Ladies and gentlemen, it’s time for a Floyd Mayweather Jr boxing match. And love it or hate it that means that boxing discussion over the next few months is going to be dominated by talk of him, his career, his opponents, his personal life, his place in history, his matchmaking and pretty much anything else both his “haters” and “fanboys” can think of to say about him. Opinion is certainly polarized; to some he’s the greatest of all time, a masterful boxer better than any to come before him who has never ducked or avoided anyone. To others he is a sham, a fraud, a boxer who cherry picks overmatched opponents, ducks anyone who may be a danger to him and who wins matches by running from his opposition. It’s easy to get lost in the chaos of a discussion about Mayweather Jr so below are a series of pointers on how to navigate a discussion about Mayweather without looking like a fanboy, hater or fool.
More than one person has been made a fool of trying to predict Floyd Mayweather Jr’s next move. Not so very long ago after all, it was seemingly guaranteed that Mayweather’s next opponent would be Amir Khan. The announcement never happened… and next came a fan poll on who it would be. The results of this were somewhat confusing; on most boxing sites the answer was Marcos Maidana but on the official poll Khan (helped by a lot of twitter advertsing) had a late surge to take the lead. And of course, there had been rumours and “exclusive reports” long before that.
But now it looks somewhat definitive. Khan himself says that he’s out of the running and that Maidana is the one about to earn millions of dollars and the chance, however remote, to enter his name in boxing’s history as the man who defeated Mayweather.
I’ve been pretty dismissive of the Khan bout previously but despite that I can see why it was an attractive option. Khan has many flaws but what he undoubtedly has is speed. Khan would be the fastest opponent Mayweather has faced since at least Judah and arguably the fastest he’s ever faced. Much of Mayweather’s success has been built on being the faster man, pot-shotting and picking off opponents from the outside; could he do the same against someone quicker than him? Maidana in contrast, despite technical improvements shown in his recent run that culminated in his defeat of the heavily hyped “new Floyd Mayweather” Adrien Broner, is still very much a brawler, an aggressive and powerful puncher who likes to draw boxers into a fight. We’ve seen Floyd against those repeatedly… and he tends to win and win well.
Outside the ring Khan also seemingly offers a lot. Floyd likes to tap into other fanbases… it’s one of the reasons he boxes many fighters with Latino heritage, especially around Mexican Independence Day as it opens up that lucrative market. Khan may not bring them, but he does bring the UK fans and the UK has frequently proven itself as a solid money maker for boxers. Maidana in contrast may be a popular TV fighter but he has no real constituency to fall back on; fans of Maidana tend to be boxing fans as opposed to fans of individual boxers and thus would have probably watched anyway.
So how is it that Khan didn’t get the bout when he had so much in his favour?
It’s no secret that Floyd Mayweather Jr and talk of P.E.D use in boxing often go hand in hand.
Mayweather and those around him pretty much introduced the term “Olympic style testing” into the boxing jargon during the messy negotiations between him and Manny Pacquiao for their much delayed and still uncertain superfight. Some associated with Mayweather accused Pacquiao of abusing P.E.D’s, Mayweather demanded more stringent testing than the athletic commissions require and for whatever reason (and it wasn’t entirely clear what it was) Pacquiao turned it down. The entire thing was somewhat of a farce and none of the parties come out of it smelling of roses.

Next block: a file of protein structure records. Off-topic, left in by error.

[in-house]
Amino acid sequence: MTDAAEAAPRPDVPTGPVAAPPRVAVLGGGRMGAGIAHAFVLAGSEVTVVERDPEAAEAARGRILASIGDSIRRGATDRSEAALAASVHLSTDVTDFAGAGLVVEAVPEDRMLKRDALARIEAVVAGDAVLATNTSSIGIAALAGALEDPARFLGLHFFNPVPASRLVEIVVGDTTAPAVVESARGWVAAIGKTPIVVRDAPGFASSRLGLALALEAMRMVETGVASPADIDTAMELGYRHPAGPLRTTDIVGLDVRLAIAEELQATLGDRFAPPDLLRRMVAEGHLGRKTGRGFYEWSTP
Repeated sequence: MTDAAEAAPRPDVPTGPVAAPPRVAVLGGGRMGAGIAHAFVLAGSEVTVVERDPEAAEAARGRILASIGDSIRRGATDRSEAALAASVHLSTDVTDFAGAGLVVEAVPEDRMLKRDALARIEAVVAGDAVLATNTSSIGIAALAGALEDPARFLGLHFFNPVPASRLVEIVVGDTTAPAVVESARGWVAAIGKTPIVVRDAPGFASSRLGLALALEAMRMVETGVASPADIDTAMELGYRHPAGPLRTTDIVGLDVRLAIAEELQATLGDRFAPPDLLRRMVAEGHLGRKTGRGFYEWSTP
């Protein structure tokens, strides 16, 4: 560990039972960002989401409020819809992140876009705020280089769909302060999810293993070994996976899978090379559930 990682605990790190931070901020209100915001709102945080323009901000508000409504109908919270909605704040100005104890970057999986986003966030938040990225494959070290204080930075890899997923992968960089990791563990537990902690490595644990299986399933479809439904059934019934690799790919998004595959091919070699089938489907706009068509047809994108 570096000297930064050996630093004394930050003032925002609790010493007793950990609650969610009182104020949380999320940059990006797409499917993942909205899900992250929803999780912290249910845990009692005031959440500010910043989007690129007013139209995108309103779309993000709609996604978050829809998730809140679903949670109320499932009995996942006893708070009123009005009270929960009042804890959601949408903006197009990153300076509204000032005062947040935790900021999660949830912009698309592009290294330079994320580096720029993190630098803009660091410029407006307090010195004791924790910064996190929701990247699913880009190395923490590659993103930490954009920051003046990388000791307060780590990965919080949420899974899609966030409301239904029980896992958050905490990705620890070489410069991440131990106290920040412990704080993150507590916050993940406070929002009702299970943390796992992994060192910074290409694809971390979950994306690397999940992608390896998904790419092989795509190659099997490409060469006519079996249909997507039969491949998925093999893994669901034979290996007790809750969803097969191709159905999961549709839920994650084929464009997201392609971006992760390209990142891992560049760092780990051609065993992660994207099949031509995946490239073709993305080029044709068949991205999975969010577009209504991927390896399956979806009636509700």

But as well as accusing others of P.E.D abuse, there have been a number of rumours about Mayweather and his own conduct. Thomas Hauser, one of the few journalists to really put any effort into looking at P.E.D abuse in boxing, has written about the whispers that Mayweather Jr himself failed three tests that were hushed up. But that’s not the rumour I want to focus on.
The one I wish to focus on has been around for a while, at least since Mayweather faced Castillo for the first time. In the build up to that bout the commentators mention how Mayweather had suffered from hand issues and had injected himself to deal with them. From there the rumour has grown, passed on through message boards and badly sourced articles to reach a current form that essentially goes like this:
Floyd Mayweather injects his hands with a dubious substance during training and for bouts. This substance is banned in most states and the reason Mayweather only boxes in Nevada is that it is the only state to allow it/he has a special deal with them which means he ignores it. Mayweather is thus is essence a drug cheat.
Let’s see if there’s any truth to this rumour…
I was literally in the process of writing a post setting out possible opponents for Floyd Mayweather and listing Amir Khan as an option but a somewhat unlikely one.
Saying that a Floyd Mayweather Jr -Amir Khan fight would “have a huge crowd of Brits showing up wherever the fight would take place,” Golden Boy CEO Richard Schaefersaid that he would “have to see if that fight can be done.”
“With Amir, there is no secret that he and his team are pursuing a Mayweather fight, and Floyd Mayweather, right now, is enjoying his time off. We’re working on it to see if, in fact, it can be done.”
I’d stress this doesn’t necessarily make it a done deal; Mayweather Jr has floated possible opponent names in the past to see what the reaction is only to choose someone else (Devon Alexander was the last to get that treatment), but with Schaefer and Golden Boy saying it rather than someone from the immediate vicinity of Mayweather Jr this is bit more solid a commitment.